Guest Eugene

3 Gb/sec or 300 MB/sec?

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It *is* 3Gb...there's no lie there.  It's the error checking bits that make it 300 MB/s rather than 375 MB/s.

218900[/snapback]

What is 3 gbit/s?

That's like saying fast ethernet is 10 gbit/s because the cable can move the bits that fast but it's the adapter that slows it down to 100 mbit/s.

It's like saying a sector is 544 bytes instead of 512 although those 32 bytes are taken up by ECC and other stuff.

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It *is* 3Gb...there's no lie there. It's the error checking bits that make it 300 MB/s rather than 375 MB/s.

218900[/snapback]

What is 3 gbit/s?

That's like saying fast ethernet is 10 gbit/s because the cable can move the bits that fast but it's the adapter that slows it down to 100 mbit/s.

It's like saying a sector is 544 bytes instead of 512 although those 32 bytes are taken up by ECC and other stuff.

I'd say it's more like listing HDDs as 40GB when the OS only shows 38. But it's not even that -- because as I said, the number is unimportant. You'll never see it reached on that interface. It's irrelevant. And even if you DID see it reached, and the interface was maxed out, you wouldn't notice much difference, if any. So part of me thinks that the whole issue of what they call it is irrelevent.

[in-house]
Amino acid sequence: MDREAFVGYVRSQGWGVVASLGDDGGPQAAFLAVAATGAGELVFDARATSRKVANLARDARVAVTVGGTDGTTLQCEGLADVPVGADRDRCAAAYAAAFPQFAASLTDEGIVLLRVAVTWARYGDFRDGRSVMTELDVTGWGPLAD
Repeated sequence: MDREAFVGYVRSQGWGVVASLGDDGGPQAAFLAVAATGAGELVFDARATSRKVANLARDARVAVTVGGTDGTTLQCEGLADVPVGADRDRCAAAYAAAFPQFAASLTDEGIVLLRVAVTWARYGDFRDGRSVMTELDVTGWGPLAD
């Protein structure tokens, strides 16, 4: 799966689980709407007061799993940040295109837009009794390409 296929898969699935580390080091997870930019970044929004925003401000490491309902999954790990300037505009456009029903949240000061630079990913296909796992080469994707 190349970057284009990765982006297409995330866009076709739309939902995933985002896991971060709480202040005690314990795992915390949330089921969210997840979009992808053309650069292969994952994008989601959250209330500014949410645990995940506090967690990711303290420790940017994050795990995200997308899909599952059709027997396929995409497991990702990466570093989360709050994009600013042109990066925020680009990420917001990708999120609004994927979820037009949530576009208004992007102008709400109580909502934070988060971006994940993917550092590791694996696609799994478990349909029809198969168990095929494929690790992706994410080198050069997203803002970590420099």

If I wanted to complain about something, it would be the use of the interface speed to advertise the drive at all. It's SATA, or SATA2, or ATA, etc. Pretending that 3 Gbps or 300 MB/s versus 1.5 Gbps or 150 MB/s makes any performance difference is what is misleading. Not the 2 bits of error correction.

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I prefer 300 MB/s (of course meaning 300 000 000 Bytes per second)

not "sec" since it's not SI-standard.

I prefer this becaus its the most comparable number and Byte is more used then bit.

But in the long run, i see the meaning of "byte" is vanishing. I dont want another counting method like "dosen". SI-standard is always using 10, 10^2, 10^3 and so on. Suddenly using an "8" would undermine the very nice SI-system. In the long run i wold prefer that the "byte" is degraded and "bit" becomes the dominating way of writing numbers.

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Aside from the fact that 3Gb/s is wrong, the general consumer can not tell the difference between a little "b" and a big "B." For the sanity of techs everywhere, please let them use 300MB/s!

Naturally marketing will stick us with the former.

On the other hand, I can understand why they used bits for the baud rate. 56K sounds a helluva lot cooler than .007MB/s! :D

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